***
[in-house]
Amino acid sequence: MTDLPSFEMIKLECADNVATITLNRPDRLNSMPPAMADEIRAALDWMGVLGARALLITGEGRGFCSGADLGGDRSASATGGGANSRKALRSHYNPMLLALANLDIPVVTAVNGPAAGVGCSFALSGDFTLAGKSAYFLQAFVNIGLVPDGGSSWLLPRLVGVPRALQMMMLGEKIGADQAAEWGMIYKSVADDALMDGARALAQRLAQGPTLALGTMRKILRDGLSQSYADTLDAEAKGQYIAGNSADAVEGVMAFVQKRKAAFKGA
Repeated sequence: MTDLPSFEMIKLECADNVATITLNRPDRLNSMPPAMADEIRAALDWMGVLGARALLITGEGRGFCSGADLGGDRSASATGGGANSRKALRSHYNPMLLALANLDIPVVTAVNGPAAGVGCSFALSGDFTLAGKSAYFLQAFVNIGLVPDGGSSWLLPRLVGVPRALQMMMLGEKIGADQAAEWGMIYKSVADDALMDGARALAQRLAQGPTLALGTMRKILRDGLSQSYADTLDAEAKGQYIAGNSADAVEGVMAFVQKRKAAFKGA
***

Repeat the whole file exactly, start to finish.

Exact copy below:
[in-house]
Amino acid sequence: MTDLPSFEMIKLECADNVATITLNRPDRLNSMPPAMADEIRAALDWMGVLGARALLITGEGRGFCSGADLGGDRSASATGGGANSRKALRSHYNPMLLALANLDIPVVTAVNGPAAGVGCSFALSGDFTLAGKSAYFLQAFVNIGLVPDGGSSWLLPRLVGVPRALQMMMLGEKIGADQAAEWGMIYKSVADDALMDGARALAQRLAQGPTLALGTMRKILRDGLSQSYADTLDAEAKGQYIAGNSADAVEGVMAFVQKRKAAFKGA
Repeated sequence: MTDLPSFEMIKLECADNVATITLNRPDRLNSMPPAMADEIRAALDWMGVLGARALLITGEGRGFCSGADLGGDRSASATGGGANSRKALRSHYNPMLLALANLDIPVVTAVNGPAAGVGCSFALSGDFTLAGKSAYFLQAFVNIGLVPDGGSSWLLPRLVGVPRALQMMMLGEKIGADQAAEWGMIYKSVADDALMDGARALAQRLAQGPTLALGTMRKILRDGLSQSYADTLDAEAKGQYIAGNSADAVEGVMAFVQKRKAAFKGA